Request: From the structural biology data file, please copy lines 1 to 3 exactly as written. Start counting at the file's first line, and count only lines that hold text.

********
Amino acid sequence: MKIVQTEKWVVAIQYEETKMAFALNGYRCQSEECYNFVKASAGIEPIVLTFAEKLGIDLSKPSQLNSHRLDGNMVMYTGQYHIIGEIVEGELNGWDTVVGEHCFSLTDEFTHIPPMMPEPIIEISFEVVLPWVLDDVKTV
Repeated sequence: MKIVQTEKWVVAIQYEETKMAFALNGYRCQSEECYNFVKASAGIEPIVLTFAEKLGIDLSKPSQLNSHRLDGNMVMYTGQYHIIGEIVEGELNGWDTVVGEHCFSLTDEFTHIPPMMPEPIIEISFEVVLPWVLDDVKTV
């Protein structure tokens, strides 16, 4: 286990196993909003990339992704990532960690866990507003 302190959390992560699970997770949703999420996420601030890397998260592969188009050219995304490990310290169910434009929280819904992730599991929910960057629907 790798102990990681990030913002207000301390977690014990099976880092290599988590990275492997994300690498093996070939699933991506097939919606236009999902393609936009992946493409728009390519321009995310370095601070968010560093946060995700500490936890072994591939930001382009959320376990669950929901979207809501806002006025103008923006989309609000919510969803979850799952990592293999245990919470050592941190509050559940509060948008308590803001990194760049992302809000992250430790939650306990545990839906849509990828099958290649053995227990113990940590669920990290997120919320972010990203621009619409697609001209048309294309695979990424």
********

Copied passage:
Amino acid sequence: MKIVQTEKWVVAIQYEETKMAFALNGYRCQSEECYNFVKASAGIEPIVLTFAEKLGIDLSKPSQLNSHRLDGNMVMYTGQYHIIGEIVEGELNGWDTVVGEHCFSLTDEFTHIPPMMPEPIIEISFEVVLPWVLDDVKTV
Repeated sequence: MKIVQTEKWVVAIQYEETKMAFALNGYRCQSEECYNFVKASAGIEPIVLTFAEKLGIDLSKPSQLNSHRLDGNMVMYTGQYHIIGEIVEGELNGWDTVVGEHCFSLTDEFTHIPPMMPEPIIEISFEVVLPWVLDDVKTV
């Protein structure tokens, strides 16, 4: 286990196993909003990339992704990532960690866990507003 302190959390992560699970997770949703999420996420601030890397998260592969188009050219995304490990310290169910434009929280819904992730599991929910960057629907 790798102990990681990030913002207000301390977690014990099976880092290599988590990275492997994300690498093996070939699933991506097939919606236009999902393609936009992946493409728009390519321009995310370095601070968010560093946060995700500490936890072994591939930001382009959320376990669950929901979207809501806002006025103008923006989309609000919510969803979850799952990592293999245990919470050592941190509050559940509060948008308590803001990194760049992302809000992250430790939650306990545990839906849509990828099958290649053995227990113990940590669920990290997120919320972010990203621009619409697609001209048309294309695979990424």